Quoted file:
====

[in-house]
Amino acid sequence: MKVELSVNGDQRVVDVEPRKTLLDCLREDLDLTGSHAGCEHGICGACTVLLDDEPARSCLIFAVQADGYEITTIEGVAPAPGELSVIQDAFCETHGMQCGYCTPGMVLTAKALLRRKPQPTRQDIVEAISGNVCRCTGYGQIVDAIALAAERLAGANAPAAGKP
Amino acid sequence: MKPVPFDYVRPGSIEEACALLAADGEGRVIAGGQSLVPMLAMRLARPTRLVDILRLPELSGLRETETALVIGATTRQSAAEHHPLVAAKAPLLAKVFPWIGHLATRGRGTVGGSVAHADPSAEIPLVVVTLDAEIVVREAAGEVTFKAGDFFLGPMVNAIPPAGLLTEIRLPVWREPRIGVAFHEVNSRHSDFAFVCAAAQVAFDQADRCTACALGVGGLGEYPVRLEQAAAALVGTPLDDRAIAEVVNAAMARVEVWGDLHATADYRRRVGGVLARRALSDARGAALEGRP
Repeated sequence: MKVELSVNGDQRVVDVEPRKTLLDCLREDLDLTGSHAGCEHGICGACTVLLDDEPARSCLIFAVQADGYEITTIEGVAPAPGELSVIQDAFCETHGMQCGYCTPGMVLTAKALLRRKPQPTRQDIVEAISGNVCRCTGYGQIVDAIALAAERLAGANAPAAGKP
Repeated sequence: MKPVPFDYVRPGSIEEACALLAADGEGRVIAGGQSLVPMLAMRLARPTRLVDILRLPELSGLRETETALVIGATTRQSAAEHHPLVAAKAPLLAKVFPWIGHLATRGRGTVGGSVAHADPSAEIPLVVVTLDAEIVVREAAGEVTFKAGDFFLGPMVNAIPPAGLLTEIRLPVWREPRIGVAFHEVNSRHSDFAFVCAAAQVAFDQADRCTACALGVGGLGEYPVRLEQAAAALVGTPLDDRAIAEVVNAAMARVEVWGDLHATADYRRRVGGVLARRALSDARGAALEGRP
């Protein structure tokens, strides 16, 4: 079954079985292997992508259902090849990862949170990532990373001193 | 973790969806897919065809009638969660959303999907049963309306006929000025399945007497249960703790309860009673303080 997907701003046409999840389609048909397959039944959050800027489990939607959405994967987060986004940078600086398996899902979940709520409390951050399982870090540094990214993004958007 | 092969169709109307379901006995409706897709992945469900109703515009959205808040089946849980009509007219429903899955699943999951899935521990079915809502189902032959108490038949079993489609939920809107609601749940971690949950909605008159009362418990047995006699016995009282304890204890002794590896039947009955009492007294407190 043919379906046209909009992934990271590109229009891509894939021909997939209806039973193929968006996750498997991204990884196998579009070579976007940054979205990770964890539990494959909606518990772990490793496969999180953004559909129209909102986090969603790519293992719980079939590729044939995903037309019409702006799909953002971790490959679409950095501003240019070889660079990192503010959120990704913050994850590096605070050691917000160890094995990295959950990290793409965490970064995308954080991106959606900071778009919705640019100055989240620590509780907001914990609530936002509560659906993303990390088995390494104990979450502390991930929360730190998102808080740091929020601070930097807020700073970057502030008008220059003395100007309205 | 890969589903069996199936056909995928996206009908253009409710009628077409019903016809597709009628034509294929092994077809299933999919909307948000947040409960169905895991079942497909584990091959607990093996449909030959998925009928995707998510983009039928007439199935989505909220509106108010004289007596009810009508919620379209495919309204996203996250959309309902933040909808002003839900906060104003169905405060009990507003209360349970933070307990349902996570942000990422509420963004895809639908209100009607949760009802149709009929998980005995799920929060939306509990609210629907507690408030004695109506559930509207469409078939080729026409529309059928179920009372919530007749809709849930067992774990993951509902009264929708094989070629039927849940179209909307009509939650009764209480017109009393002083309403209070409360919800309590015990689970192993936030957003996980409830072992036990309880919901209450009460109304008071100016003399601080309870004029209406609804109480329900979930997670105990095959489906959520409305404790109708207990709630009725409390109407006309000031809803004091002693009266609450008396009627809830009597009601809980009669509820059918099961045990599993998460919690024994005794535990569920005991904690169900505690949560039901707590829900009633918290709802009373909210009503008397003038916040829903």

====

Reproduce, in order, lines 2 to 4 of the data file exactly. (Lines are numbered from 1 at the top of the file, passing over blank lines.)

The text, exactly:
Amino acid sequence: MKVELSVNGDQRVVDVEPRKTLLDCLREDLDLTGSHAGCEHGICGACTVLLDDEPARSCLIFAVQADGYEITTIEGVAPAPGELSVIQDAFCETHGMQCGYCTPGMVLTAKALLRRKPQPTRQDIVEAISGNVCRCTGYGQIVDAIALAAERLAGANAPAAGKP
Amino acid sequence: MKPVPFDYVRPGSIEEACALLAADGEGRVIAGGQSLVPMLAMRLARPTRLVDILRLPELSGLRETETALVIGATTRQSAAEHHPLVAAKAPLLAKVFPWIGHLATRGRGTVGGSVAHADPSAEIPLVVVTLDAEIVVREAAGEVTFKAGDFFLGPMVNAIPPAGLLTEIRLPVWREPRIGVAFHEVNSRHSDFAFVCAAAQVAFDQADRCTACALGVGGLGEYPVRLEQAAAALVGTPLDDRAIAEVVNAAMARVEVWGDLHATADYRRRVGGVLARRALSDARGAALEGRP
Repeated sequence: MKVELSVNGDQRVVDVEPRKTLLDCLREDLDLTGSHAGCEHGICGACTVLLDDEPARSCLIFAVQADGYEITTIEGVAPAPGELSVIQDAFCETHGMQCGYCTPGMVLTAKALLRRKPQPTRQDIVEAISGNVCRCTGYGQIVDAIALAAERLAGANAPAAGKP